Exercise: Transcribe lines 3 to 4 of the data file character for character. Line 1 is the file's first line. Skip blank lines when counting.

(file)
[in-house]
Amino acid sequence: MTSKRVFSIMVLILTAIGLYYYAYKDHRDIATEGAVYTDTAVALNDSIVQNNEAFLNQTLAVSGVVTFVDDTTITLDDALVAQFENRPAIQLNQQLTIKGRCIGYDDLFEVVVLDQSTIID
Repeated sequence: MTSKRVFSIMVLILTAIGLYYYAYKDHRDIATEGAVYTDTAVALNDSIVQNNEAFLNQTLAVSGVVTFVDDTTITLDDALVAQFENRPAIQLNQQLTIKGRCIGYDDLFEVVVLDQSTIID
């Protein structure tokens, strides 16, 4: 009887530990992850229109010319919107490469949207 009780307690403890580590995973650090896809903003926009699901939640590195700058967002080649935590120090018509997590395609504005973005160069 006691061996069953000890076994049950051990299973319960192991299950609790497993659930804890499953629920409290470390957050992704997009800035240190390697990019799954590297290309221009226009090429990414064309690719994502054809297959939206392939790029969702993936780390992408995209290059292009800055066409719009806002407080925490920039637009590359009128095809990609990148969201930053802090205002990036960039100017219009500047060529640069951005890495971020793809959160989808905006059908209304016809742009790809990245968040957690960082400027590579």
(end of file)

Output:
Repeated sequence: MTSKRVFSIMVLILTAIGLYYYAYKDHRDIATEGAVYTDTAVALNDSIVQNNEAFLNQTLAVSGVVTFVDDTTITLDDALVAQFENRPAIQLNQQLTIKGRCIGYDDLFEVVVLDQSTIID
């Protein structure tokens, strides 16, 4: 009887530990992850229109010319919107490469949207 009780307690403890580590995973650090896809903003926009699901939640590195700058967002080649935590120090018509997590395609504005973005160069 006691061996069953000890076994049950051990299973319960192991299950609790497993659930804890499953629920409290470390957050992704997009800035240190390697990019799954590297290309221009226009090429990414064309690719994502054809297959939206392939790029969702993936780390992408995209290059292009800055066409719009806002407080925490920039637009590359009128095809990609990148969201930053802090205002990036960039100017219009500047060529640069951005890495971020793809959160989808905006059908209304016809742009790809990245968040957690960082400027590579």